has been significant progress in the development of new technologies and methodologies to characterize gene expression. The fluorescent-based real-time reverse transcription (RT) polymerase chain reaction (PCR) is an important tool used for clinical and molecular research, biotechnology and as a diagnostic test. Insulin-like growth factors (IGF-1 and IGF-2) and insulin are ubiquitously expressed and play important roles in the regulation of cell growth, differentiation and the maintenance of cell differentiation in mammals. The IGF system (IGF-1, IGF-2, IGF -1 receptor, IGF-2 receptor and six IGF-binding proteins) and insulin are consequently essential to most aspects of male and female reproduction. IGF-1 is produced in multiple tissues but predominately in the liver, from where it enters the circulation. Insulin is secreted by β-cells of the pancreas’ islets of Langerhans. Both IGF-1 and insulin polypeptides bind to specific cell surface receptors. These receptors are members of the superfamily known as tyrosine protein kinases, and are composed of two α and two β subunits linked by disulfide bonds to form an αβ–αβ heterotetramer. The α subunits include ligand binding sites, whereas the β subunits contain tyrosine kinase activity. The aim of this project was to develop real-time RT-PCR assays for quantification of equine insulin-like growth factor-1 receptor (IGF-1R) and insulin receptor (INS-R) mRNA.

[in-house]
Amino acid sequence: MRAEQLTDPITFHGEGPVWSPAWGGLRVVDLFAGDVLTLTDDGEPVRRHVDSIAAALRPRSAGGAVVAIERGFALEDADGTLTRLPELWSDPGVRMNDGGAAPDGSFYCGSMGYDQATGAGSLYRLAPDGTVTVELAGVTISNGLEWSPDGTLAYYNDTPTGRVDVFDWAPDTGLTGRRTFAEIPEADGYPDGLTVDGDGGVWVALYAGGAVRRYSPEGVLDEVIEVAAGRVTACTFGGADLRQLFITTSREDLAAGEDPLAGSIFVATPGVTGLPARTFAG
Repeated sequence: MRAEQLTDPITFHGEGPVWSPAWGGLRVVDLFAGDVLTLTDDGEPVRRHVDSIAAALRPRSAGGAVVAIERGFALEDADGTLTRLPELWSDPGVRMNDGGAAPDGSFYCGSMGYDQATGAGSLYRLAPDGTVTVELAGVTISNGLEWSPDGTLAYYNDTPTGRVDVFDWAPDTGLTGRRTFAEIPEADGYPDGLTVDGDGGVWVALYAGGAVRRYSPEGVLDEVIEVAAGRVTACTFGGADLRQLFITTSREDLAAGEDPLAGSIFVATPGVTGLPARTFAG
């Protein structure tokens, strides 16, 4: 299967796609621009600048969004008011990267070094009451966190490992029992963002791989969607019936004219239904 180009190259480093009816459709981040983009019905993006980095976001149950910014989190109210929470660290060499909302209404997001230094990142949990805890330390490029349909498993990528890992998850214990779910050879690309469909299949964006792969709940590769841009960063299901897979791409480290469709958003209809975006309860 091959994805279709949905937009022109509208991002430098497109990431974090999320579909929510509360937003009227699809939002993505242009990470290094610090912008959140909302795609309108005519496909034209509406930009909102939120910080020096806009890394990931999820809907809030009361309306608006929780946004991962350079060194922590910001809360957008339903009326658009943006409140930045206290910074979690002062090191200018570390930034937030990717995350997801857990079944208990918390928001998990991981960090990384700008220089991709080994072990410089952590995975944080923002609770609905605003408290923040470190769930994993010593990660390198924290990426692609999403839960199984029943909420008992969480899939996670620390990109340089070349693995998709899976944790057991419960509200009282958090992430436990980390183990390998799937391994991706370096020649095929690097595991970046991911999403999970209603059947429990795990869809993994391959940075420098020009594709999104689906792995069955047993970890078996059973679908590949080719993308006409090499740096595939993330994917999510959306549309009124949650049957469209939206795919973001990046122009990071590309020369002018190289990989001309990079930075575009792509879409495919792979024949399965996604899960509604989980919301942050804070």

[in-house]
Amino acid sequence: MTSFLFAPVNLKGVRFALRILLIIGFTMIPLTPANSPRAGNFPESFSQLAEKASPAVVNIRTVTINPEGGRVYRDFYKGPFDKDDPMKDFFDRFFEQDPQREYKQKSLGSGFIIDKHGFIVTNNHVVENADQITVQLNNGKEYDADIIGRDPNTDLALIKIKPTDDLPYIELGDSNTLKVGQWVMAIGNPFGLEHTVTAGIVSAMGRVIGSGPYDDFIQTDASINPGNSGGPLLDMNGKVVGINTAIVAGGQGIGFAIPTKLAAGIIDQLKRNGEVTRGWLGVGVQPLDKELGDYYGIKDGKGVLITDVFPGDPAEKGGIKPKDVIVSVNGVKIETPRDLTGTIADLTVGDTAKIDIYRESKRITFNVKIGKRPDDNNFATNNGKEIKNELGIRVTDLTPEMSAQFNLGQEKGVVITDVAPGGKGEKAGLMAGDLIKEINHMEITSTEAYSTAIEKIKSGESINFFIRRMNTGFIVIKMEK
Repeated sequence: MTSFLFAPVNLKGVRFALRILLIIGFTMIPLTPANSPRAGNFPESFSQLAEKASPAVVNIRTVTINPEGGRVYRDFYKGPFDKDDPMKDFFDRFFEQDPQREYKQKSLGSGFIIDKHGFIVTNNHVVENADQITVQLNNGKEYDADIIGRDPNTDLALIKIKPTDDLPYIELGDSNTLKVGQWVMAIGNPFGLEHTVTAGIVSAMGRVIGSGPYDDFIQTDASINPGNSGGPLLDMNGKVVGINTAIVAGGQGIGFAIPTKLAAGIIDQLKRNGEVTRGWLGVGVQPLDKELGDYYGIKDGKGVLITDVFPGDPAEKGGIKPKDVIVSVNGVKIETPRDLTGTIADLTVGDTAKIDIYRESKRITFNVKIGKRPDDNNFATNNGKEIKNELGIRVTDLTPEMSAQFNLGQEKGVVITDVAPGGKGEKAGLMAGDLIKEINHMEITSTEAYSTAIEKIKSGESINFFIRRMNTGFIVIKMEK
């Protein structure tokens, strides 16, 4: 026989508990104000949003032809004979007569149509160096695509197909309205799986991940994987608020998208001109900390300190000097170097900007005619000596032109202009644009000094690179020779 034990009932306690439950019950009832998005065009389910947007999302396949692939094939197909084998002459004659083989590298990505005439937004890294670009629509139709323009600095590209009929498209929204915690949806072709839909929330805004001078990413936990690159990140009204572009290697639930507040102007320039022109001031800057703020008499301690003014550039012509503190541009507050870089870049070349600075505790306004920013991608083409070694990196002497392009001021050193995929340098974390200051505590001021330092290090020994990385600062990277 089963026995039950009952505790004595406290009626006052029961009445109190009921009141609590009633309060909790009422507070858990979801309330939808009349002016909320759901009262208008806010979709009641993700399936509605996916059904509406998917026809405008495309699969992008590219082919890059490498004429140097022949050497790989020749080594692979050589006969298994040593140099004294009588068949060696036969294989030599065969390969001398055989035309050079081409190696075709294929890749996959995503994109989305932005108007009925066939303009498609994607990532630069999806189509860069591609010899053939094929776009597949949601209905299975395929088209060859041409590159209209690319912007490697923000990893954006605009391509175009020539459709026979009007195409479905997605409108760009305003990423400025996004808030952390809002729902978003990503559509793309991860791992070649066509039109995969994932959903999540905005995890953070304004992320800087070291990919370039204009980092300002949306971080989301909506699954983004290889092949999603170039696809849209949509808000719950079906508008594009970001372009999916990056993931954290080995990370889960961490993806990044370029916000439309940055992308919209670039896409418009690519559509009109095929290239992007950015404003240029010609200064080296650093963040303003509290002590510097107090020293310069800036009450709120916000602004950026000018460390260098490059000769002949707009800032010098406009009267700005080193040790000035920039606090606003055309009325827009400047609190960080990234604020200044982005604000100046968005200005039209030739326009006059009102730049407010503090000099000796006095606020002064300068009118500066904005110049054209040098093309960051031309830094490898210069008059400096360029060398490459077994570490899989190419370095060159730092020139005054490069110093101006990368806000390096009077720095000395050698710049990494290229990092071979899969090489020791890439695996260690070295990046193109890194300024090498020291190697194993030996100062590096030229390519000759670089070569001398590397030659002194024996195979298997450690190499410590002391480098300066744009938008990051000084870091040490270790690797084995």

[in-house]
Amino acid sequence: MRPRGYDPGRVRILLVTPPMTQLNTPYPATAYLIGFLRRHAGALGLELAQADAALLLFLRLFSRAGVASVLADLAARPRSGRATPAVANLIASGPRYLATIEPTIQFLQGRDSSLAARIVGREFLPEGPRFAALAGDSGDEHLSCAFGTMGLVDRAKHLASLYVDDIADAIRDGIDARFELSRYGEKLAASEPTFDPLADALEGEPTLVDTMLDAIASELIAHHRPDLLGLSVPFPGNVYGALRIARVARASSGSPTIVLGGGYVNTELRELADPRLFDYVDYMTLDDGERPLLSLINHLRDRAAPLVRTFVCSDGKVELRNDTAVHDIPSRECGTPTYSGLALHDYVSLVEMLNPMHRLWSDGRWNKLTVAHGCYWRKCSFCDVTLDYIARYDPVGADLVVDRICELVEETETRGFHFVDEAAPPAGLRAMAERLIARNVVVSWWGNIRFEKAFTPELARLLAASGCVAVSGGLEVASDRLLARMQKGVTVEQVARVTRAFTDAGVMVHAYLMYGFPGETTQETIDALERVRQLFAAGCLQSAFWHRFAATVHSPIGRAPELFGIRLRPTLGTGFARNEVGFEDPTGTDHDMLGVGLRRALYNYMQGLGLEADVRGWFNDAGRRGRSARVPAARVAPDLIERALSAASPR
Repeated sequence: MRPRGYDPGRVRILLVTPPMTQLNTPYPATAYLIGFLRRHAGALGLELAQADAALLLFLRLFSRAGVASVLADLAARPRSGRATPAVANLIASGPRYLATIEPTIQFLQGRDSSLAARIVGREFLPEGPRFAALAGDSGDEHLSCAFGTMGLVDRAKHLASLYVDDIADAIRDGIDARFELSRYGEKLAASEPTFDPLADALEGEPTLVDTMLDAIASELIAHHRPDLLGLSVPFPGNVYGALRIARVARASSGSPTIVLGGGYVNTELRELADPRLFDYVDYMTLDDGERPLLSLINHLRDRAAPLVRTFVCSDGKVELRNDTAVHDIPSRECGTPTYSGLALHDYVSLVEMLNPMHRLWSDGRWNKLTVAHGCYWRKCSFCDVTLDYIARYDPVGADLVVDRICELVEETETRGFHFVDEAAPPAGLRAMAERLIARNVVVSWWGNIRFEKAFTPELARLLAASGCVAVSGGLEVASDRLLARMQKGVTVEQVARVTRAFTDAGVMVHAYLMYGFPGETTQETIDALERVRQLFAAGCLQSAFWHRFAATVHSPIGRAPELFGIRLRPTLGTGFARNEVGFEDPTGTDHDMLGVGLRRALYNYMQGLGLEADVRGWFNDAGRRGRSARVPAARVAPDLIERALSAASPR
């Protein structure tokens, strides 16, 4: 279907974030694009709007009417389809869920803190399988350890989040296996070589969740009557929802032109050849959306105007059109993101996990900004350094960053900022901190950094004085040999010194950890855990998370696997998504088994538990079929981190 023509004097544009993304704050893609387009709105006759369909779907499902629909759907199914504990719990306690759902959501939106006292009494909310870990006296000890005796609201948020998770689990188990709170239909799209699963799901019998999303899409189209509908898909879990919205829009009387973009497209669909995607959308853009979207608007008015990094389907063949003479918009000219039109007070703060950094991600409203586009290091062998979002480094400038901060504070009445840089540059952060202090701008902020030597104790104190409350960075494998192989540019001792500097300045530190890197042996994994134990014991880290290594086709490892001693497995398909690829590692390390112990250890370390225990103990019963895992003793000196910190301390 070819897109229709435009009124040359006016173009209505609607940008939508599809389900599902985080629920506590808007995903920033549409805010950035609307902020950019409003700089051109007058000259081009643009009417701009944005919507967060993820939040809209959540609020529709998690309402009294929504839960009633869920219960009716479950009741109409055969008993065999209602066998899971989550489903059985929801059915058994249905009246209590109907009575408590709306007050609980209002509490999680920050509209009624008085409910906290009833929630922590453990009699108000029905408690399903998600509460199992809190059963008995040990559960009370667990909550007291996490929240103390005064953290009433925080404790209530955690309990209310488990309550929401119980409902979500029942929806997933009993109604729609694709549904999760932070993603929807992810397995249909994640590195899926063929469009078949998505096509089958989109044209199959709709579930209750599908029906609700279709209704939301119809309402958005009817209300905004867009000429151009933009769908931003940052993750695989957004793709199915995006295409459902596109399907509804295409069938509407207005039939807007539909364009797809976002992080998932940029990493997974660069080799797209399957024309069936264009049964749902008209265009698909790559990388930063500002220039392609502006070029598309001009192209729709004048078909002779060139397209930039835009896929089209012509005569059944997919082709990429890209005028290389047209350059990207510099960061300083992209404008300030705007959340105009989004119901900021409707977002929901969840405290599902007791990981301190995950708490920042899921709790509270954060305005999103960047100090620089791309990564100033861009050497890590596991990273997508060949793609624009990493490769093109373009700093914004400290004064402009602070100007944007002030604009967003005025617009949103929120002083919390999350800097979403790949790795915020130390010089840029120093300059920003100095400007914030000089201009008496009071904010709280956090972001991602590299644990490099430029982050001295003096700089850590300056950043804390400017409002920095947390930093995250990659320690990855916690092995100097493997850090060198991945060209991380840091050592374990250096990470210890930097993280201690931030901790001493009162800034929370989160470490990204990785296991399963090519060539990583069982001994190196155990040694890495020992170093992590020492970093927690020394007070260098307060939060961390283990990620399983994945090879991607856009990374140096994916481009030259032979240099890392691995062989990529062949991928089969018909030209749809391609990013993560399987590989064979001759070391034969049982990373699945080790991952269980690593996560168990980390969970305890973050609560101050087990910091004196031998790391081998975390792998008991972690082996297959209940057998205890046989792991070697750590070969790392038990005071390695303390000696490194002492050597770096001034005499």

The assays were developed using stallion testicular tissue samples, obtained by excisional biopsy, from three horse breeds (Friesan, Thoroughbred and Warmblood). The assays developed were efficient, sensitive and had a broad linear range of detection (seven logs for IGF-1R and six logs for INS-R). The assays worked well in our hands and were both sensitive and specific for the detection of equine IGF-1R and INS-R mRNA in a variety of equine tissues.
Dissertation (MMedVet)--University of Pretoria, 2012.